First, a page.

What is it that makes a book a rare book? A book may designated 'rare' because it is old or valuable, beautifully produced, a famous work, or all of these.
It may contain fine engravings or hand-coloured lithographs, such as John James Audubon’s Birds of America or John Gould’s Mammals of Australia. It may have been printed on fine paper and be beautifully bound, such as the Kelmscott Press edition of The Works of Geoffrey Chaucer. It may have been owned, or even annotated, by a significant historical figure, such as our copy of John Knox’s Bible, which contains extensive notes in his hand.
The Library’s oldest books, including our collection of medieval manuscripts, and all books printed before 1801, can be found in the rare books collection. The collection includes first editions by significant literary authors, from Shakespeare to Patrick White, foundation works about Australia and Victoria, early books written for children, and books by authors whose ideas changed the world, such as Charles Darwin’s On the Origin of Species.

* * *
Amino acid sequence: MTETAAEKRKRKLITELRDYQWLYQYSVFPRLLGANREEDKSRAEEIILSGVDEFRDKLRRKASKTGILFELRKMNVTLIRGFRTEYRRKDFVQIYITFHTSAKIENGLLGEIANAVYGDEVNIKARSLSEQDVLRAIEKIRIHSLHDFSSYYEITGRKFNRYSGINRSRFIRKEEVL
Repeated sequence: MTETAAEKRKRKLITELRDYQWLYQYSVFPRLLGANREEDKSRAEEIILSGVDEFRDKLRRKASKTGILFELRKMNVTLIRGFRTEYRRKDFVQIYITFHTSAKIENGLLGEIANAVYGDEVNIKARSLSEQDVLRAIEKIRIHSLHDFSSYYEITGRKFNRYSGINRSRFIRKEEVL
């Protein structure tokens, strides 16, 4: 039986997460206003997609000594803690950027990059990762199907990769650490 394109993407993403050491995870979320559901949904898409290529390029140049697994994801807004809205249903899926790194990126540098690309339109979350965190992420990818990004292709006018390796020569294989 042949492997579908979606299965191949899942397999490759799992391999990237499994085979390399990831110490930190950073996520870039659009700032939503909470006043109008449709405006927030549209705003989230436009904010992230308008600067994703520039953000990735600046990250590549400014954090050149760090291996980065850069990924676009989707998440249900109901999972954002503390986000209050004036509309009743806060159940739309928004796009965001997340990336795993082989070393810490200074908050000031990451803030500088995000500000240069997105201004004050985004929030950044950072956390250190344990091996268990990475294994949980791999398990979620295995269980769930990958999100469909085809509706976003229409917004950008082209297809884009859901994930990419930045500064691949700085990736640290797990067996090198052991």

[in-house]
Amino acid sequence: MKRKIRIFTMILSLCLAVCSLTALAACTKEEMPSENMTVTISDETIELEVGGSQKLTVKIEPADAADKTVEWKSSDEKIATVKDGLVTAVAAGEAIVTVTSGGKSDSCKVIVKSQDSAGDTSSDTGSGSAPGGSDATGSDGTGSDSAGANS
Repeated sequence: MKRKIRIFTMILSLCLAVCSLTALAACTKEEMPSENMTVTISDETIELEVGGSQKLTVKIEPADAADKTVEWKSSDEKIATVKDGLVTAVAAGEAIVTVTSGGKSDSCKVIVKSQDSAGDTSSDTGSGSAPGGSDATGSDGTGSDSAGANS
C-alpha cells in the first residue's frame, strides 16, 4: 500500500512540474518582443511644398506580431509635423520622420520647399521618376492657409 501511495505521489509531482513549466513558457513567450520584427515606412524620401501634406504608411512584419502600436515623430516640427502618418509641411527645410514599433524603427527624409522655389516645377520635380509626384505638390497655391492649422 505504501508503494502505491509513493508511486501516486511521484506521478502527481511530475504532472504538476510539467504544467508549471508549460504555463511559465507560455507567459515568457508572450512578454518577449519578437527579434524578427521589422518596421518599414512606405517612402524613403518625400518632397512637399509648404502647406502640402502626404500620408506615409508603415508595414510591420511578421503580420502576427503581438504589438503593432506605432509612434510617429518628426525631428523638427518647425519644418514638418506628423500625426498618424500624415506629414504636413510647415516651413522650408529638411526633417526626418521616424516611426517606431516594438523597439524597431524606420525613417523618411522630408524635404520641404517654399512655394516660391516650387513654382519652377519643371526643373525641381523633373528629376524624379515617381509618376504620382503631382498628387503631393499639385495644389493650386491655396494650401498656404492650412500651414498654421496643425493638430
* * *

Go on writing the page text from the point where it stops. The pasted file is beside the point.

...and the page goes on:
The collection places particular emphasis on the history of the book, and includes many works that showcase the art and design of book illustration and production techniques. While the majority of the books in the collection are old, we also collect recently published books that show new trends in publishing, such as graphic novels and zines and books handmade by artists.
You can see items from Rare Books on display in the Library’s permanent exhibition Mirror of the World.